There’s more NBA-related news to pass along:

  • The G League’s new alternative to college basketball is getting mixed reviews from some of the nation’s top high school players, according to Jonathan Givony of ESPN. The league plans to offer $125K “select contracts” to top prospects who are at least 18 years old but aren’t yet eligible for the NBA draft. Givony talked to a few five-star recruits who haven’t chosen a college — along with their families — and found both interest and skepticism about the new arrangement. “My first reaction was I’d like to hear more,” said Richard Hurt, the father of top-10 recruit Matthew Hurt. “… There are some things that are intriguing about it. It’s not the money. It’s the opportunity to focus solely on what your craft will be. Similar to what a trade school would be.”
  • Ramon Sessions may be headed to Israel, notes Orazio Cauchi of Sportando. Maccabi Tel Aviv is reportedly considering an offer for the 11-year NBA veteran, who played a combined 28 games last season for the Knicks and Wizards. Sessions may replace another former NBA player, Jeremy Pargo, who will miss several weeks with an injury.
  • Drew Gordon tells NetsDaily.com that he sees the G League as his chance to return to the NBA after three years of being overseas. Gordon, who is playing for Long Island, has just nine games of NBA experience, all coming with the Sixers during the 2014/15 season. “I’ve basically been living my life out of four suitcases for the last five, six years,” he said. “It’s always interesting to immerse yourself into different cultures and having to live there for an extended period of time. You just have to learn to go with the flow with certain types of things and be able to adapt quickly and make changes with your game and everyday lifestyle.”

And-Ones: Team USA, McAdoo, Bennett, Drafts

Warriors coach Steve Kerr, Pacers coach Nate McMillan and Villanova coach Jay Wright have been named assistant coaches of the 2019-20 USA Basketball Men’s National Team, USA Basketball announced in a press release. The three assistants will join Spurs head coach Gregg Popovich to round out the coaching staff of the Olympic team.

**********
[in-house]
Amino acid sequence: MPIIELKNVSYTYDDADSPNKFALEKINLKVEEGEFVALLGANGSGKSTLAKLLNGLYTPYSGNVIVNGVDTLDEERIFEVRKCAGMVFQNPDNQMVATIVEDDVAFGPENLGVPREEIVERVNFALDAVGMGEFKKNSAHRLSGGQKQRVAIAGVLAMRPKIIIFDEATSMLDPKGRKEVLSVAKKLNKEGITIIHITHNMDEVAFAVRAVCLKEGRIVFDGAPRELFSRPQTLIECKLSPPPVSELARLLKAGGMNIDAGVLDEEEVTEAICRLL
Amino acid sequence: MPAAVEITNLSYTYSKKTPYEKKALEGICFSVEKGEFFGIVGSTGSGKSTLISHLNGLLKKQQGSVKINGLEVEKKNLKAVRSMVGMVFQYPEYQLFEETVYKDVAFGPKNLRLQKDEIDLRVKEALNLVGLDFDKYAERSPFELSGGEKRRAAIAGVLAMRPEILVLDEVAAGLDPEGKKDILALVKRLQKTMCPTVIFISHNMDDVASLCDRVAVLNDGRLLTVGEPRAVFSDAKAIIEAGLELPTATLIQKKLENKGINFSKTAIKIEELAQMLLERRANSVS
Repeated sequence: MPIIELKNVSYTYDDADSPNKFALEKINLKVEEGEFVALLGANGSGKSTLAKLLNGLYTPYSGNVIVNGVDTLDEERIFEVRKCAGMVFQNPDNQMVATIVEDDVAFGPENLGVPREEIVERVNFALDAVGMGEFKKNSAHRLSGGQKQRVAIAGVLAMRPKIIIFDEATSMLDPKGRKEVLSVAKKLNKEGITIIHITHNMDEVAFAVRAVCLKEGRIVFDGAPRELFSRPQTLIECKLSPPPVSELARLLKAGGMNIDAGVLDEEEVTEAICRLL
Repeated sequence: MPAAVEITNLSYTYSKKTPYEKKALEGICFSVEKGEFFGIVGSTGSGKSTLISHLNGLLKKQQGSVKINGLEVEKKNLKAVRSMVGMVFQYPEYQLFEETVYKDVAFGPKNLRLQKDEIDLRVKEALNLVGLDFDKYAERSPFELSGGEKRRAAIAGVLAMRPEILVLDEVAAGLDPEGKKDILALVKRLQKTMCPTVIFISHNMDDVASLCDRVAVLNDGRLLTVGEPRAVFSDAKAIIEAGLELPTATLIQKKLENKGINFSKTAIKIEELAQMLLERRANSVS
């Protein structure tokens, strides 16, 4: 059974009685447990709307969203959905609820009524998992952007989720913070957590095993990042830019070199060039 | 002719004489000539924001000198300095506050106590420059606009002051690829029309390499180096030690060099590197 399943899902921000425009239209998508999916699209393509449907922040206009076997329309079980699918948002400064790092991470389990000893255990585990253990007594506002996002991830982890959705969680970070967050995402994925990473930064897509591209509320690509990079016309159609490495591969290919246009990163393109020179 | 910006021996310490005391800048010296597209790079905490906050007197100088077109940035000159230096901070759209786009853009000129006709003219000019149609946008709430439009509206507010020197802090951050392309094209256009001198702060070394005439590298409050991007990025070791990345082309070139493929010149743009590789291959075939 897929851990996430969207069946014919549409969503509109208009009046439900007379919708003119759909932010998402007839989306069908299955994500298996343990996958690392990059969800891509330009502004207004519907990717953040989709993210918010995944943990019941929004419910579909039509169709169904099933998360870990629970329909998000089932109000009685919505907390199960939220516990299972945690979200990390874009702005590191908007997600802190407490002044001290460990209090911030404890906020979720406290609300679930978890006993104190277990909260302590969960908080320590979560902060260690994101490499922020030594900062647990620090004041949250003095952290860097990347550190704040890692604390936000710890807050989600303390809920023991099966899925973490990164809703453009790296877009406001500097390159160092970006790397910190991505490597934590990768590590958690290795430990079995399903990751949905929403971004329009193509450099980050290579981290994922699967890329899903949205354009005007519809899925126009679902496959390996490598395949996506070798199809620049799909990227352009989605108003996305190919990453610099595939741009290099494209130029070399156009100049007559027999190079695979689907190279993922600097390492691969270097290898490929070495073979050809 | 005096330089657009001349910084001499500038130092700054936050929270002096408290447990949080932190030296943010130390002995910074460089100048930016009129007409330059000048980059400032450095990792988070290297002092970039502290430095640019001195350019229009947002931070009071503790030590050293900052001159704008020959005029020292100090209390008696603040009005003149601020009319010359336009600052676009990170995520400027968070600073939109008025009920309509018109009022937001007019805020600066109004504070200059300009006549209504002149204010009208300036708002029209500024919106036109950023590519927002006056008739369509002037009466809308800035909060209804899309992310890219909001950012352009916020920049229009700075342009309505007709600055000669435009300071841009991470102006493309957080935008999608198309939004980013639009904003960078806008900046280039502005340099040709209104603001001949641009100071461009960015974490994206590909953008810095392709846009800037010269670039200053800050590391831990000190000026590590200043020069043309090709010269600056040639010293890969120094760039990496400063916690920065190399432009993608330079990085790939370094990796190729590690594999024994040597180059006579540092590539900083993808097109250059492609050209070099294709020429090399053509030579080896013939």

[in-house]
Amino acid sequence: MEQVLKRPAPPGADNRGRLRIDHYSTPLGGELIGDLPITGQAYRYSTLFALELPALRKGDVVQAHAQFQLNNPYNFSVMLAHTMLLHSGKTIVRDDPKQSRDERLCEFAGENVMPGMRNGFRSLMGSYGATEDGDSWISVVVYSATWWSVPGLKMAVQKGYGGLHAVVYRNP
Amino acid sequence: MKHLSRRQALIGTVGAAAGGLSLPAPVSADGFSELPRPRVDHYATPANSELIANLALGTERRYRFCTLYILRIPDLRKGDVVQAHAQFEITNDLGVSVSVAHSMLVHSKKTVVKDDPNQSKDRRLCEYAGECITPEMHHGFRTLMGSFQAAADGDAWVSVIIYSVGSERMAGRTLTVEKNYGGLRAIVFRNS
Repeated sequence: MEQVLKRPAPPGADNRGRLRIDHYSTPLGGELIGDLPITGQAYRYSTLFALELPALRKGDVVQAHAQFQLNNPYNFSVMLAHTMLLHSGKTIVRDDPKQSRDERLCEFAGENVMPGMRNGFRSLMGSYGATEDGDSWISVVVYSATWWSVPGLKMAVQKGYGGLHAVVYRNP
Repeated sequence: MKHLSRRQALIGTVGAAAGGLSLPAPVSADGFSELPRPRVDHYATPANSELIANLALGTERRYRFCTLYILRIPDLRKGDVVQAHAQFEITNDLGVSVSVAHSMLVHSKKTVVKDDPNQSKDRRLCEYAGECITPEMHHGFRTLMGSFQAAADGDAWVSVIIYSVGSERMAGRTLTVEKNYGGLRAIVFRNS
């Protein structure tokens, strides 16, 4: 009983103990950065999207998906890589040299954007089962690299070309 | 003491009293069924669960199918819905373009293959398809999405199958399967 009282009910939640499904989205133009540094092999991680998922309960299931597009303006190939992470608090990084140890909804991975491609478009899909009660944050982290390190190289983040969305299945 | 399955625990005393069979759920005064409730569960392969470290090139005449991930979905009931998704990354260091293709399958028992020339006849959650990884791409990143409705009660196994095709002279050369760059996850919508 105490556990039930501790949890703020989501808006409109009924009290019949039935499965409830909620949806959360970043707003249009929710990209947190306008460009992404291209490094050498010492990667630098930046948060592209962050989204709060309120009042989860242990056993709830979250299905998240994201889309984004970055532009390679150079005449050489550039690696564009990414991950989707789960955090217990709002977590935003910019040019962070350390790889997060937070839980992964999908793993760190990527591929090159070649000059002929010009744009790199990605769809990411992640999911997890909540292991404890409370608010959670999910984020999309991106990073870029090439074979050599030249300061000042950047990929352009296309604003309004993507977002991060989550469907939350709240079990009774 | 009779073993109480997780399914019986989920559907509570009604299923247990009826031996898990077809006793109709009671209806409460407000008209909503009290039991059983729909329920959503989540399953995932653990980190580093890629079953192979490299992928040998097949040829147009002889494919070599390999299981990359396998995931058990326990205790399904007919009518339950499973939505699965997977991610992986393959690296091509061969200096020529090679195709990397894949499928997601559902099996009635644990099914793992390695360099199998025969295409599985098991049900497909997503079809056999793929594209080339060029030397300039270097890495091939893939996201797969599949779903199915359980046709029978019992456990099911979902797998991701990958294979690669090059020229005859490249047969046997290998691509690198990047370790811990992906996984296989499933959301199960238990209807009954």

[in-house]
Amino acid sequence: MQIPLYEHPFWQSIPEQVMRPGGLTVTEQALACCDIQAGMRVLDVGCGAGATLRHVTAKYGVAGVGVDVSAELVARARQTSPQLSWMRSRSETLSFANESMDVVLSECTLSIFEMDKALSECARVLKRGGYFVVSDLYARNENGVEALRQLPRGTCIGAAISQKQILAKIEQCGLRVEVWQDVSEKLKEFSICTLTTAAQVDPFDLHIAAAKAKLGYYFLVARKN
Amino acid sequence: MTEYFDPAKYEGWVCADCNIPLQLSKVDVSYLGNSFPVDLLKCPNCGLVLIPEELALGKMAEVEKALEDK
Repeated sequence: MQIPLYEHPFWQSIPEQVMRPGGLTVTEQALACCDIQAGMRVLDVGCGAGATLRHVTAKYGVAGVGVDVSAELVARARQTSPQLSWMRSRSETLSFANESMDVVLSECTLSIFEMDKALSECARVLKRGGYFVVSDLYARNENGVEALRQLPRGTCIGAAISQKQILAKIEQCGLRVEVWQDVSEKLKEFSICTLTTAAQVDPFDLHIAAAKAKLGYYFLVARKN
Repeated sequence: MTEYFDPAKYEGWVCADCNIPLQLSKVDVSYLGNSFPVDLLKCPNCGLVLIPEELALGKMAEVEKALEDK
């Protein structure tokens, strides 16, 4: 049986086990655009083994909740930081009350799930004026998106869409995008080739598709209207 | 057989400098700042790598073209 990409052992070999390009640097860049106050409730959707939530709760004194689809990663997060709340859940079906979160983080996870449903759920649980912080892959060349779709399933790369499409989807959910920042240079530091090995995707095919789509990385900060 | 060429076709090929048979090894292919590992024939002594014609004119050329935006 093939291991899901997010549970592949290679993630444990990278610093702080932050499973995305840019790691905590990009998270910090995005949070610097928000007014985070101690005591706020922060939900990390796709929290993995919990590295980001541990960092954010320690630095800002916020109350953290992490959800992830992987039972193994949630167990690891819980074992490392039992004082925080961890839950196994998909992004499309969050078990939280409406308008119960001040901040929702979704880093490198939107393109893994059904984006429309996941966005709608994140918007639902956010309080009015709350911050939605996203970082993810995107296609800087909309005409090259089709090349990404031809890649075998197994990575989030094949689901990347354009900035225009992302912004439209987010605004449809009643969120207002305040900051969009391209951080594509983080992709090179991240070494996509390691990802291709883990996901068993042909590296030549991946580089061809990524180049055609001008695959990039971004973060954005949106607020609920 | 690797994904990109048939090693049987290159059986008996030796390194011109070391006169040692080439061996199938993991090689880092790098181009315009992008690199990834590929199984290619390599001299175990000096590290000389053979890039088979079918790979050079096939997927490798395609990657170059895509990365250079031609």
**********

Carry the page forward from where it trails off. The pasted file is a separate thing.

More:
“Led by coach Popovich, we have assembled an incredible coaching staff for the USA National Team, and we are excited to have Steve Kerr, Nate McMillan and Jay Wright join the team as assistant coaches,” said Jerry Colangelo, managing director of USA Basketball Men’s National Team. “It’s special that each coach has prior USA Basketball experience as either a player or coach, and each coach has compiled a successful and impressive resume. I’m very confident that the USA Basketball National Team is in excellent hands the next two years.”

Popovich, Kerr, McMillan and Wright share decades of combined coaching and playing experience, with each coach highly respected by their peers and by players across the NBA.

“I am honored and fortunate to have such gifted coaches share this USA Basketball responsibility with me,” Popovich said. “Steve Kerr, Nate McMillan and Jay Wright are not just knowledgeable, dedicated individuals, but they exhibit the creativity, tenacity and respect for the game needed to compete in the international arena.

“I look forward to joining them as USA Basketball attempts to extend the stellar success they’ve enjoyed over the past 12 years.”

The USA National Team has won 76 straight games, including three straight gold medals in 2008, 2012 and 2016. The impressive coaching staff – followed by an expected All-Star team of talent in 2020 – puts Team USA in a good position to win a fourth straight gold medal.

There’s more news around the basketball world:

  • The Maine Red Claws completed a trade today in the G League, sending the returning player rights of Anthony Bennett to the Agua Caliente Clippers in exchange for the returning player rights to James McAdoo and a 2018 third-round pick in the upcoming G League Draft. The Maine Red Claws are the G League affiliate of the NBA’s Celtics, while the Agua Caliente Clippers are the Clippers‘ affiliate.